I can advise that the CRU have not recovered any cars in the time period requested, accordingly the value of cars recovered is nil.

  • The total value of properties recovered under Proceeds of Crime Act 2002 legislation in Scotland over the past three years.
Since February 2012, the CRU has obtained recovery orders under Section 266 of the 2002 Act in respect of heritable property worth a total of £2,094,600.00

  • Details of the 10 most expensive properties recovered in this period, including the name of the street each property was based, the estimated value of each property, and the names of each owner.
I have noted below the details requested on the 10 most expensive properties recovered in this period, providing the area, the estimated value of the property and who the property was recovered from.  I consider that the name of the street is exempt from release as this could lead to identification of subsequent owners of the properties referred to and accordingly this information is exempt from release under Section 38(1)(b) (personal information) of FOISA.  This exemption applies because the information is personal data of a third party and disclosing it would contravene the data protection principles in Schedule 1 to the Data Protection Act 1998.  This is an absolute exemption and there is no requirement to consider the public interest.

1.   Edinburgh – £665,000 – Peneta Investments Limited

2.   Glasgow – £235,100 – Arthur Martin

3.   Dumbarton – current value unknown but bought by Tracy Donaldson in 2009 for £190,000;

4.    Renfrew - £181,000 – Christopher O’Neil;

5.   Dunfermline – £160,000 – Heather Jackson;

6.   Saltcoats – £151,500 – Alan McIntyre;

7.   Glasgow - £136,500 – Jean McGovern;

8.   Dunfermline – £73,000 – Heather Jackson;

9.   Glasgow – £60,000 – Alan McIntyre;

10. Saltcoats - £55,000 – Lima Properties Limited.

  • The total value of jewellery seized under POCA legislation over the past three years.
As explained above, the CRU has very limited seizure powers.  The CRU has not seized any jewellery in the time period requested.

  • Details of the five most expensive jewellery items recovered during this period, including the estimated value of each piece, the areas each jewellery item came from and the names of each owner.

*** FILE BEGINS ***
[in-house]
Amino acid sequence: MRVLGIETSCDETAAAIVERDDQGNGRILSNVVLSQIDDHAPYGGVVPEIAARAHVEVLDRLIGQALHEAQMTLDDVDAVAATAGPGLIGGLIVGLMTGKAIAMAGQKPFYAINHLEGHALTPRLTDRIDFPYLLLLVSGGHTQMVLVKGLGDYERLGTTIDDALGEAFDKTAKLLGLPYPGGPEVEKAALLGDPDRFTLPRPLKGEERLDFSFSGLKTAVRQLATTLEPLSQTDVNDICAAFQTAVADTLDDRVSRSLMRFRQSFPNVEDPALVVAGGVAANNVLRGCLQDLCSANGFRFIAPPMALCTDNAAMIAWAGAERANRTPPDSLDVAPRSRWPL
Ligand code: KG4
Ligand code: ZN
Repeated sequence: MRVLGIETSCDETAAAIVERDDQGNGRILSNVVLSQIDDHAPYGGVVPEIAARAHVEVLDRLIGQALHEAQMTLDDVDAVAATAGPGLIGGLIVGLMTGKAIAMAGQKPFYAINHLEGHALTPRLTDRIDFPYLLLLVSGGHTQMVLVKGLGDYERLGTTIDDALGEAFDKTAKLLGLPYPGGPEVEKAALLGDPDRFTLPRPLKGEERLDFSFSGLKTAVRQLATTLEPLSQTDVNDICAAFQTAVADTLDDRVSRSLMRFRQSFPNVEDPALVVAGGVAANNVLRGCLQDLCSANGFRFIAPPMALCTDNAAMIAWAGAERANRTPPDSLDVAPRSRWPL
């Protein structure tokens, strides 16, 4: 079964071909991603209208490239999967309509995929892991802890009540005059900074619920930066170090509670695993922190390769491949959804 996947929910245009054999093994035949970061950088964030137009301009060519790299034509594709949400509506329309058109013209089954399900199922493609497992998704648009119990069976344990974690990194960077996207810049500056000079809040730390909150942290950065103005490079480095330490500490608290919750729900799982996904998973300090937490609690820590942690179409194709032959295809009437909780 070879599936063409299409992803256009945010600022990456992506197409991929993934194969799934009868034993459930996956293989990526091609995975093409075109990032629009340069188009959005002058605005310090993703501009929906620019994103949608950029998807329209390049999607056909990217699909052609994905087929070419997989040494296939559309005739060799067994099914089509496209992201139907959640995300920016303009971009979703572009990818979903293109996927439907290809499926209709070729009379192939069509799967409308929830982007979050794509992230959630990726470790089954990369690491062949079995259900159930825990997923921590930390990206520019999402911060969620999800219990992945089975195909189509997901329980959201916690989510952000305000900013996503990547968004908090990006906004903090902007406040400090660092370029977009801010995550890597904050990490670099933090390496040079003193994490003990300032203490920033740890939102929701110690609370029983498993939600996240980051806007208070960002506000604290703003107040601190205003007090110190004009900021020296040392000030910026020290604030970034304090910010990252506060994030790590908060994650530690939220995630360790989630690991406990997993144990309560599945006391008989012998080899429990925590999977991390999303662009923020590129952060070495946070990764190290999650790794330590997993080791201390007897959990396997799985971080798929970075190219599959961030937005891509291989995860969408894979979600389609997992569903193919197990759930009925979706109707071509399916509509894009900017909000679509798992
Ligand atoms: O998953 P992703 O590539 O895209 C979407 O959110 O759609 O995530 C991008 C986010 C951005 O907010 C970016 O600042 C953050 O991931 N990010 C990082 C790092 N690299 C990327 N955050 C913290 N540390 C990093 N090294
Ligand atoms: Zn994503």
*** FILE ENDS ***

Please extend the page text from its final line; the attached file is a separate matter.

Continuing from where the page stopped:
I have noted below details of the five most expensive jewellery items recovered during this period, including the estimated value of each piece.  All items of jewellery were recovered from the Central Belt and were recovered from Yvette Booth.

1.   Single stone diamond ring (stone est to be 2.04 cts) Auction estimate £1800-£2500.

2.   18ct white gold diamond set bracelet. Auction estimate £1300 to £2000

3.   18ct white gold diamond set bracelet. Auction estimate £1300 to £2000

4.   18ct white gold diamond set bracelet. Auction estimate £1300-£2000.

5.   Collection of gold bangles. Auction estimate £800 to £1200.

The prices quoted are the auctioneer's estimates only. The items may make more or less. All items are offered subject to a discretionary reserve – in other words if there is insufficient interest the auctioneer will not sell at knock down prices. Unsold items will be held pending another auction or will be sold as bullion.

  • Please send information about the process taken to sell assets seized under POCA legislation, including where they are sold e.g. at auction

As noted above, the CRU has very limited seizure powers.  Where a recovery order is pronounced the property immediately vests in the Trustee for Civil Recovery.  By virtue of Section 267(5) of the 2002 Act the Trustee has a duty to realise the value of property vested in him/her, so far as practicable, in the manner best calculated to maximise the amount payable to the enforcement authority.

In respect of each asset recovered the Trustee will determine the most appropriate manner in which to realise that asset, having regard to Section 267(5) of the 2002 Act.  That may result in heritable properties being sold either at auction or through an estate agency process.